With a love for music, courtesy of his mother who was not only a Music teacher but also a Choir Conductor, Church Organist and Musical Theatre Director, Mr Tredinnick was encouraged from an early age to embrace the performing arts. “I’ve always been someone who likes to do things differently,” said Mr Tredinnick. “I remember listening to the pop stars of the day and reading the novelists of my time, thinking ‘well, I can do that’. So I set out to find patterns and techniques in what they did and develop those in my own work. I started writing songs – not very good ones – at a very young age. And I remember taking poetry books off the shelf at home, starting with Banjo Paterson, and turning old poems into songs. That’s where it started,” he recalled.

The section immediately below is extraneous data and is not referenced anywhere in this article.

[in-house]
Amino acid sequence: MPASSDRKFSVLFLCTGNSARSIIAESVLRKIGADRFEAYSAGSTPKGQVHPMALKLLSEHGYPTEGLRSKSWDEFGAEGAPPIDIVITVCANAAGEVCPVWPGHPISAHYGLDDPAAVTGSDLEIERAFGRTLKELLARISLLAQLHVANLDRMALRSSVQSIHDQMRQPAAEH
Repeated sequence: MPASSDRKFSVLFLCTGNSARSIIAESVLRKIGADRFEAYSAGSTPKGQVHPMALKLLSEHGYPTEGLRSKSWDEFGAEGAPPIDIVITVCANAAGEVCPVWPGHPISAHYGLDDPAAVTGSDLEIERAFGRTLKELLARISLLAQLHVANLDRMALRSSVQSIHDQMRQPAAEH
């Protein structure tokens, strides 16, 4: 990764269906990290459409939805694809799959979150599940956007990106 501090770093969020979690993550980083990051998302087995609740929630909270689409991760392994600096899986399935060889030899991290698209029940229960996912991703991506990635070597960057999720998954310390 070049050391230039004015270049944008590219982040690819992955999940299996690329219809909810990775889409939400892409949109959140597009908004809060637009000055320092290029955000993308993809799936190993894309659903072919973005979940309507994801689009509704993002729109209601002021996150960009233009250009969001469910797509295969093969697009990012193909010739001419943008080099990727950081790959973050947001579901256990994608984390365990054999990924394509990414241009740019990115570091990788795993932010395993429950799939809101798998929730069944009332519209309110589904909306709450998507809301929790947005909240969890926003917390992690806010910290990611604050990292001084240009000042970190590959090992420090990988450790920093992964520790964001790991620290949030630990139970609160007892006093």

Influenced from an early age by a variety of Australian poetry and stories, it’s little wonder that Mr Tredinnick has joined the movement to create original Australian narratives for Australian audiences. Inspired by David Williamson’s quote from Emerald City that “if we don’t tell our own stories, we will always feel that life is lived somewhere else”, Mr Tredinnick states that it is vitally important to continue to stand up courageously and tell our own stories. “Most musical theatre performed in Australia are American or English stories. There’s nothing wrong with this, but they’ve been done and they’re not ours,” he says emphatically. “We are a rather conservative lot in Australia. Too often, we won’t support homegrown work in this country, preferring to experience work from overseas. I’d love us to start to break these shackles somewhat moving forward.”